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What You Need to Prepare


Prepare for an Emergency

Keep copies of important papers outside your home

Include your passport, driver’s license, social security card, health insurance cards, prescriptions, list of your valuables, living trust/will, deeds and financial records.  Copies of each utility bill and credit card statement should be included as well.  Keep a hard copy of each in a fire-safe box or bank safety deposit box.  Or scan your documents to keep electronically.  Or copy onto a CD or flash drive.  Does your partner/spouse know the user name/password/pin number to all accounts?  Is he/she an authorized signer on the account in your absence?

Choose an out-of-area person to be your contact

Choose someone outside the Bay Area. Give this person the names and telephone numbers of people to keep informed. After a disaster, ask your contact person to call those people. This person will act as a liaison to you and your family members until such time that you can all be reunited.

Develop emergency plans for home, school and work

Pick exit routes and meeting points. Pick alternate routes and meeting places in the event your first choice is not an option.  Get familiar with emergency procedures for different situations. Involve your whole family.  Practice your plan periodically!  Update it as needed.  Designate an authorized adult who has your permission to pick up your child from school if you are not able to.  Be sure to register that adult with your child’s school.

Register your child with your local police dept                                                                                                                                                                                       Contact your local police dept regarding registering your young child (photo i.d., finger print, etc) and update it periodically.

Put smoke detectors in your home

Change the batteries twice a year.

Secure your appliances, particularly your water heater, to the wall.  Use furniture strap kits to secure your television, other large home electronics, and bookcases/tall furniture.

Learn how to turn off utilities (see What to Do).

Make emergency kits for home, work and car (see section below)

Practice. If you're a NERT, attend drills at least twice a year and take a few classes. And check out The Great California Shake Out site for other practice opportunities.


Emergency Preparedness Supplies for Family of Four

First Aid Supplies

  • 8 absorbent compress dressings, 100 adhesive bandages, 4 roller bandages, 8 triangular bandages, 40 sterile gauze pads, and 4 rolls adhesive cloth tape
  • 20 antibiotic ointment packets
  • 20 antiseptic wipe packets
  • Personal medications and over-the-counter medications for adults and/or children as indicated or recommended
  • 4 blankets (Mylar) and/or Mylar sleeping bags
  • 4 breathing barriers or face masks
  • 4 instant cold compresses
  • 8 pairs of non-latex gloves
  • 8 hydrocortisone ointment packets
  • Scissors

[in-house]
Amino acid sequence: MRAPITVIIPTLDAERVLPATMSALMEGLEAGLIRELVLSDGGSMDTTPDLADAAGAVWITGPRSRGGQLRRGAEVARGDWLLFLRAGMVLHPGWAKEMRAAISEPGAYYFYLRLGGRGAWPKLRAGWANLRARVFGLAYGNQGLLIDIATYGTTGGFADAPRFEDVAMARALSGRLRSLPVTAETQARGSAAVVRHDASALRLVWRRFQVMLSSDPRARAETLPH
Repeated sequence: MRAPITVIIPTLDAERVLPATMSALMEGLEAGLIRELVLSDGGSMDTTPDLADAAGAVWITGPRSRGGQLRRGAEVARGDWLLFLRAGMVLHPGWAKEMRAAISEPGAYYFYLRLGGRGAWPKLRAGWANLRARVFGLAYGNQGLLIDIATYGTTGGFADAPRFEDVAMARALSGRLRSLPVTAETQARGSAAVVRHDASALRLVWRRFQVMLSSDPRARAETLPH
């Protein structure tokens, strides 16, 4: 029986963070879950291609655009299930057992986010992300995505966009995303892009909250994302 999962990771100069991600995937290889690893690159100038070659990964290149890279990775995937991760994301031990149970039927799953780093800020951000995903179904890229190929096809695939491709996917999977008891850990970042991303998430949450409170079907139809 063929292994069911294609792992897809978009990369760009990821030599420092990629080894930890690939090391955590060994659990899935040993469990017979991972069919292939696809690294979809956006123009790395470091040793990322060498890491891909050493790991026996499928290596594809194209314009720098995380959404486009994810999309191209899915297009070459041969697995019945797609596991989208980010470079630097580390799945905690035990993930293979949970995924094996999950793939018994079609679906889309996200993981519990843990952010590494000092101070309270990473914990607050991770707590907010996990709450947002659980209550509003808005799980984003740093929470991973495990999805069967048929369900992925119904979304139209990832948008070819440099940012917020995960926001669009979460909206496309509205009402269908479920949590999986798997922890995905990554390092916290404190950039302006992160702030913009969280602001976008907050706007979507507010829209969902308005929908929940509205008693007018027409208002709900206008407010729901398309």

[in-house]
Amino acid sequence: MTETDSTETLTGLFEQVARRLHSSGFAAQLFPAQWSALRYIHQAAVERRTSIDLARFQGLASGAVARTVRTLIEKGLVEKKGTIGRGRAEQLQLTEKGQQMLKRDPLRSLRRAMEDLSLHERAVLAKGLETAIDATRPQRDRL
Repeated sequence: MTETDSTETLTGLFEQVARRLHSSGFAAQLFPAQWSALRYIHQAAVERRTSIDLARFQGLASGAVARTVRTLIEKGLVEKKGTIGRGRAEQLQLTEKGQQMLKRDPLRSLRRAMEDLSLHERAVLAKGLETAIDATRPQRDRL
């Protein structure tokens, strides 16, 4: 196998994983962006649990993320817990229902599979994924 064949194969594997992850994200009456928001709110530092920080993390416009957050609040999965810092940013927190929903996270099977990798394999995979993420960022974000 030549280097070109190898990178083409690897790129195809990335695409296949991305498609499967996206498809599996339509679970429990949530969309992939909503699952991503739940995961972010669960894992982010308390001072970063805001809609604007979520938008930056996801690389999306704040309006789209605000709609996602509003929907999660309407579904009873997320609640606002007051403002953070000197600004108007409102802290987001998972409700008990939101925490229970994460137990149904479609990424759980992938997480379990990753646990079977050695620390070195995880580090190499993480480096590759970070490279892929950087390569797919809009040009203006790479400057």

• Oral thermometer (non-mercury/non-glass)
  • Tweezers
  • First aid instruction booklet
  • Prescription medications (replace on yearly basis)
  • Spare eyeglasses
  • First-aid handbook

Food and Water (Replace on a yearly basis)

  • Nonperishable food including energy bars (preferably Metrx or other bars containing protein), canned soup or peanut butter (recommended: 2,400 calorie ER Food Bars).  Low sodium foods are recommended.
  • 12 gallons of water, one gallon of water per person per day for three days (more if you have pets)
  • Water purification tablets
  • Can opener if storing canned foods
  • Alternate way to cook: camp stove, grill

Emergency Supplies

  • Two fire extinguishers (Type 3A; 40 BC) Check gage for full charge once per year.
  • Battery-operated or crank radio
  • Emergency charger or power source for charging cell phones
  • Dust masks
  • Whistle to alert rescuers
  • Flashlight(s)  with batteries (preferably 20-year shelf life batteries)
  • 50 Waterproof matches
  • Money – small bills, quarters
  • Swiss army knife
  • Twelve-hour light sticks (+ 30 Minute High Intensity Light Stick)
  • Maps
  • Tools including wrench to shut off gas in case of a leak, screwdriver, hammer, pliers, knife, duct tape, garbage bags, manual can opener, work gloves, protective goggles, 50 feet nylon rope, 5 function army Swiss army knife
  • Paper towels, toilet paper, hygiene supplies (soap, toothpaste, toothbrushes)
  • Plastic/Sanitation/toilet bags (+five-gallon buckets and toilet chemicals)
  • Clothing, extra socks, sturdy shoes, ponchos with hoods
  • Mylar blanket/sleeping bag
  • Comfort items for children


  • Cash in small denominations, including change
  • Important documents
  • Emergency contact information
  • Important phone numbers
  • Spare Keys

Go Bag – in the event you need to leave your home during a disaster

  • Water – one gallon per person per day
  • Food – ready to eat or requiring minimal water
  • Manual can opener, cooking supplies, plates and utensils
  • First Aid kit & instructions
  • A copy of important documents, list of point of contact phone numbers
  • Warm clothes, rain gear, blankets or sleeping bag for each family member.
  • Heavy work gloves, disposable camera
  • Unscented liquid household bleach and an eyedropper for water purification
  • Personal hygiene items: toilet paper, feminine supplies, hand sanitizer, soap, toothpaste and toothbrush
  • Plastic sheeting, duct tape and utility/pocket knife to cover broken windows
  • Tools: crowbar, hammer, nails, adjustable wrench and bungee cords
  • Large heavy duty plastic bags, plastic bucket for waste/sanitation, permanent marker, paper & tape, flashlights, portable radio, batteries, whistle, dust mask, local map
  • Emergency cash in small denominations
  • Photo of family members and pets, extra house and vehicle keys
  • Copy of health insurance and identification cards, prescription medications, list of allergies to any drugs (especially antibiotics) or food, extra prescription eye glasses, hearing aid or other vital personal items

Check underlined items every six months to be sure they are current/have not expired/in working order.

If you evacuate your home be sure to bring your Go Bag.

Car – Store Items in Car

  • Walking shoes, gloves
  • Food – non-perishable
  • Water – 1 gallon